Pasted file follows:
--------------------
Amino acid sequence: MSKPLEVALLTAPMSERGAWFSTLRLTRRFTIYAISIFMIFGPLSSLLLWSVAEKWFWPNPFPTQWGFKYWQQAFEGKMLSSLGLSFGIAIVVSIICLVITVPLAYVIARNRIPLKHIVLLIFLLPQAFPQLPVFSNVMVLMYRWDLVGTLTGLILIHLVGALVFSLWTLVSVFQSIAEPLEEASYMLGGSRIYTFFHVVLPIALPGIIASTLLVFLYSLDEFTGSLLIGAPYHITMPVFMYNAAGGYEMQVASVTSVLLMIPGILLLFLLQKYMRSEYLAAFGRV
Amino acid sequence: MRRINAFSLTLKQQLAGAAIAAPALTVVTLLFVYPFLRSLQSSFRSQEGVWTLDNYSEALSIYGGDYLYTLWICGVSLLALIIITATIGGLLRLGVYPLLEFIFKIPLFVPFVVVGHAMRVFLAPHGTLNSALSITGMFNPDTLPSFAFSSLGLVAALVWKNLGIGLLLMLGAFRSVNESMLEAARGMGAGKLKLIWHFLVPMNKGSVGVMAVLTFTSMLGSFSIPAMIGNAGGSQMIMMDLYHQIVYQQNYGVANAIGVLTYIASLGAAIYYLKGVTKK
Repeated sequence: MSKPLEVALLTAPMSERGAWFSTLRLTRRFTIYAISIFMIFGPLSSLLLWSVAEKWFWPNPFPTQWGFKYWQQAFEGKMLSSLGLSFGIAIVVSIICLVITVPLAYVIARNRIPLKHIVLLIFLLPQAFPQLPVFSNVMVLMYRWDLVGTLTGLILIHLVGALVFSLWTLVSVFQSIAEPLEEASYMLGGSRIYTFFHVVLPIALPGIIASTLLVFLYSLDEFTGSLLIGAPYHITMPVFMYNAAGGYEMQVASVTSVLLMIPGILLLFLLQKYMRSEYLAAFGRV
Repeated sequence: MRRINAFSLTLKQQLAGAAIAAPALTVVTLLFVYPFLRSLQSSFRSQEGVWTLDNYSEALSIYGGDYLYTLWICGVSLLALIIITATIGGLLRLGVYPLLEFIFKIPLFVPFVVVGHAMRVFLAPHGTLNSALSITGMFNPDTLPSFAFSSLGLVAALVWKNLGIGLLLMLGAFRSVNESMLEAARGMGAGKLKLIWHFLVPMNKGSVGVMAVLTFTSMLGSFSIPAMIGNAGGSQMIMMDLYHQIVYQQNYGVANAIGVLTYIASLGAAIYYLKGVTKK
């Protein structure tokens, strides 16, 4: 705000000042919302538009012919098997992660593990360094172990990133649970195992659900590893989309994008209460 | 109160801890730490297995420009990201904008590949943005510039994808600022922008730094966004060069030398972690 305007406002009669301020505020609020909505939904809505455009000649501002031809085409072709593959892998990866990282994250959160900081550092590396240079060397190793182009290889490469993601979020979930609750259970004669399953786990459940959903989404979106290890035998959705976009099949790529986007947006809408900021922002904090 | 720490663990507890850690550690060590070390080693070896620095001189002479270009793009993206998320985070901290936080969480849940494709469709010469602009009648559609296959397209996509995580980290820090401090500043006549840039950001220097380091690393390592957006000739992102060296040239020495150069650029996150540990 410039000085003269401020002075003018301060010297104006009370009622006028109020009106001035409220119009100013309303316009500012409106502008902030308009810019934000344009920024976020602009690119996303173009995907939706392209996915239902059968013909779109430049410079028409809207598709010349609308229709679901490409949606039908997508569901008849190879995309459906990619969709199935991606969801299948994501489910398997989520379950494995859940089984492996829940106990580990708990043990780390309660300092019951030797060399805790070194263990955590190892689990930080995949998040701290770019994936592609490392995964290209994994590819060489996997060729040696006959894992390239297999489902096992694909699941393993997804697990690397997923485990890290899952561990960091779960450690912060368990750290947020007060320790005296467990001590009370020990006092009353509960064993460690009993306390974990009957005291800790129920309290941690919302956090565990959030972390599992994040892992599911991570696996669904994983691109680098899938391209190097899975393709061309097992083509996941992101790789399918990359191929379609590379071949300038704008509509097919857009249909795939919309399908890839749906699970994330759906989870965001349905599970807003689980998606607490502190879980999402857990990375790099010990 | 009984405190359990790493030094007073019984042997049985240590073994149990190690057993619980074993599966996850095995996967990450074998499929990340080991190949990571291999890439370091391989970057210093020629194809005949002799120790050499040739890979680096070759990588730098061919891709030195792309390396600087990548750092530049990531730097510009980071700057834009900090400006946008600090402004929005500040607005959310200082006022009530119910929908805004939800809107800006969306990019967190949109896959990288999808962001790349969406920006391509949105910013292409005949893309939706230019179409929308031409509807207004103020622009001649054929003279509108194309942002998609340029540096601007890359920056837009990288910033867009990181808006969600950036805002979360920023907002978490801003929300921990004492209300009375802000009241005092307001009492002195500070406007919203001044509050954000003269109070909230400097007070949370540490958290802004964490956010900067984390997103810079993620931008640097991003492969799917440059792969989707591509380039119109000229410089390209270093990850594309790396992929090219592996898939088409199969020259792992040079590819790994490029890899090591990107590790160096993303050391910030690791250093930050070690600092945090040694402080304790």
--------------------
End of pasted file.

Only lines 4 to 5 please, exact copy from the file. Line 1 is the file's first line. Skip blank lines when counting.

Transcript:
Repeated sequence: MRRINAFSLTLKQQLAGAAIAAPALTVVTLLFVYPFLRSLQSSFRSQEGVWTLDNYSEALSIYGGDYLYTLWICGVSLLALIIITATIGGLLRLGVYPLLEFIFKIPLFVPFVVVGHAMRVFLAPHGTLNSALSITGMFNPDTLPSFAFSSLGLVAALVWKNLGIGLLLMLGAFRSVNESMLEAARGMGAGKLKLIWHFLVPMNKGSVGVMAVLTFTSMLGSFSIPAMIGNAGGSQMIMMDLYHQIVYQQNYGVANAIGVLTYIASLGAAIYYLKGVTKK
């Protein structure tokens, strides 16, 4: 705000000042919302538009012919098997992660593990360094172990990133649970195992659900590893989309994008209460 | 109160801890730490297995420009990201904008590949943005510039994808600022922008730094966004060069030398972690 305007406002009669301020505020609020909505939904809505455009000649501002031809085409072709593959892998990866990282994250959160900081550092590396240079060397190793182009290889490469993601979020979930609750259970004669399953786990459940959903989404979106290890035998959705976009099949790529986007947006809408900021922002904090 | 720490663990507890850690550690060590070390080693070896620095001189002479270009793009993206998320985070901290936080969480849940494709469709010469602009009648559609296959397209996509995580980290820090401090500043006549840039950001220097380091690393390592957006000739992102060296040239020495150069650029996150540990 410039000085003269401020002075003018301060010297104006009370009622006028109020009106001035409220119009100013309303316009500012409106502008902030308009810019934000344009920024976020602009690119996303173009995907939706392209996915239902059968013909779109430049410079028409809207598709010349609308229709679901490409949606039908997508569901008849190879995309459906990619969709199935991606969801299948994501489910398997989520379950494995859940089984492996829940106990580990708990043990780390309660300092019951030797060399805790070194263990955590190892689990930080995949998040701290770019994936592609490392995964290209994994590819060489996997060729040696006959894992390239297999489902096992694909699941393993997804697990690397997923485990890290899952561990960091779960450690912060368990750290947020007060320790005296467990001590009370020990006092009353509960064993460690009993306390974990009957005291800790129920309290941690919302956090565990959030972390599992994040892992599911991570696996669904994983691109680098899938391209190097899975393709061309097992083509996941992101790789399918990359191929379609590379071949300038704008509509097919857009249909795939919309399908890839749906699970994330759906989870965001349905599970807003689980998606607490502190879980999402857990990375790099010990 | 009984405190359990790493030094007073019984042997049985240590073994149990190690057993619980074993599966996850095995996967990450074998499929990340080991190949990571291999890439370091391989970057210093020629194809005949002799120790050499040739890979680096070759990588730098061919891709030195792309390396600087990548750092530049990531730097510009980071700057834009900090400006946008600090402004929005500040607005959310200082006022009530119910929908805004939800809107800006969306990019967190949109896959990288999808962001790349969406920006391509949105910013292409005949893309939706230019179409929308031409509807207004103020622009001649054929003279509108194309942002998609340029540096601007890359920056837009990288910033867009990181808006969600950036805002979360920023907002978490801003929300921990004492209300009375802000009241005092307001009492002195500070406007919203001044509050954000003269109070909230400097007070949370540490958290802004964490956010900067984390997103810079993620931008640097991003492969799917440059792969989707591509380039119109000229410089390209270093990850594309790396992929090219592996898939088409199969020259792992040079590819790994490029890899090591990107590790160096993303050391910030690791250093930050070690600092945090040694402080304790």